Comment by John Comyn on February 9, 2012 at 2:07am

I dont agree entirely with what you have to say. How do you make money? Closing deals and invoicing is a large part of what we do. As it is in any sales role. There is no need to sacrifice ethos in the process. How can you possibly over prepare your candidates? If the best thing about a candidates CV is the coffee stain on a page then I advise them to redo it if I think the candidate is good. Hell I even give them a template to use. Playing one client off against another, in my opinion, is a fundemental to being a good recruiter. Clients who cant make decisions need to realise that good candidates do not hang about waiting for them to make a decision.

Comment by Zachary Sines on February 9, 2012 at 9:35am

Caitlin, that is the funniest thing I have read so far.

Drue, The problem is that you stated most recruiters.  That is not going to go over well.  I am a successful recruiter and I felt offended by it that I could, ofr one second, be lumped into the same catagory as some of these "bottom feeders".

I appreciate candor, you should do the same :).

Comment by Joe Madden on February 9, 2012 at 9:43am

We've all seen this article before Drue.  Everyone knows why you wrote it, and it's not to educate us.  The next time you want to write a propaganda piece to send to your clients as to why you're better than the rest, use a different test audience.  You've wasted too much of my time already.

Comment by Scott Corwin on February 9, 2012 at 11:29am

I totally agree with Joe. Try selling your perceptions to those who can be manipulated by such thoughts and suggestions.  Individuals on this site come to share and learn from one another. Your efforts did nothing more than piss people off at you. Way to make friends and influence people. This is a classic example of NOT to do.

Comment by Scott Corwin on February 9, 2012 at 11:38am

Collectively - we accept you offer to MOVE ON. Your article did not share ANY introspective. In fact, all it did was help the perpetuation of a negative stereo type.  Clearly you DO NOT know what it is to share or collaborate.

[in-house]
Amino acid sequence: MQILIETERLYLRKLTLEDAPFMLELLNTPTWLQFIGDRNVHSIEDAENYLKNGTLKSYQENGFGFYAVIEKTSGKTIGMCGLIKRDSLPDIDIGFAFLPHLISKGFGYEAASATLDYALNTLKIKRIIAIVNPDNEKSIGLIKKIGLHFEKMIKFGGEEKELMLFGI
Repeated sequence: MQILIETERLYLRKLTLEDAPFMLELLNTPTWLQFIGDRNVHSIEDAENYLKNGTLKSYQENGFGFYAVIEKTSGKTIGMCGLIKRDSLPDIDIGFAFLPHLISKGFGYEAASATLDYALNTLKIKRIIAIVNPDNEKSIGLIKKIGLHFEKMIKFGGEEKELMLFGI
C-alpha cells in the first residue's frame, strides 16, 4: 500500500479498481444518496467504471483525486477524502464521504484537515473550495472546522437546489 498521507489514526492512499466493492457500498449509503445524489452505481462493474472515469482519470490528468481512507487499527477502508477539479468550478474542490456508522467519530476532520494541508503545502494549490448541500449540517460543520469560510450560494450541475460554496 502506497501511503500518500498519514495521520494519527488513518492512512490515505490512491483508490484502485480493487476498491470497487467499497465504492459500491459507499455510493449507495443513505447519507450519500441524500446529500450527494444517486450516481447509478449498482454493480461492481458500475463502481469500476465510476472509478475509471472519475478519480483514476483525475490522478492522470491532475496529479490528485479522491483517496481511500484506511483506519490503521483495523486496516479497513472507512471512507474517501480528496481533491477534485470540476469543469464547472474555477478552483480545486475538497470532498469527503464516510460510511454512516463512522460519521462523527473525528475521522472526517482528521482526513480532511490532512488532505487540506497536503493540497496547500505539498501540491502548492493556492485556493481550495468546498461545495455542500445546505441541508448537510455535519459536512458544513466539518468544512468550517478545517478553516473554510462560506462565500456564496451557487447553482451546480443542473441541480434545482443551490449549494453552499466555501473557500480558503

Collaboration is working together to achieve a goal.[1] It is a recursive[2] process where two or more people or organizations work together to realize shared goals, (this is more than the intersection of common goals seen in co-operative ventures, but a deep, collective, determination to reach an identical objective) — for example, an intriguing endeavor[3][4] that is creative in nature[5]—by sharing knowledge, learning and building consensus. Most collaboration requires leadership, although the form of leadership can be social within a decentralized and egalitarian group.[6] In particular, teams that work collaboratively can obtain greater resources, recognition and reward when facing competition for finite resources.[7] Collaboration is also present in opposing goals exhibiting the notion of adversarial collaboration, though this is not a common case for using the word.

Structured methods of collaboration encourage introspection of behavior and communication.[6] These methods specifically aim to increase the success of teams as they engage in collaborative problem solving. Forms, rubrics, charts and graphs are useful in these situations to objectively document personal traits with the goal of improving performance in current and future projects.

 

REST Assured we will NOT be collaborating. 

Comment by Terra on February 9, 2012 at 11:42am

 

Psychology 101 – Often people see the world through their own eyes – and it looks like you may be doing just that, so I suggest you look to yourself not to others. Based on your theory that would mean everyone who was accused of a crime and defended themselves was guilty. The “culprits” are the ones who are not responding, are not offended, and probably not even reading this blog because they just don’t care enough. So I am not sure, even you believed you were helping anyone (at least I will give you the benefit of the doubt that you are not that naive) but just venting, so good luck with that.

Comment by Brandi Cooper on February 9, 2012 at 11:47am

..And there lies the reason, Joe!  It's obvious by the self righteous & narrow-minded  insults he makes of his own trade and peer group.  

Drue- Sorry to be the bearer of bad news but, you will always be dialing for dollars....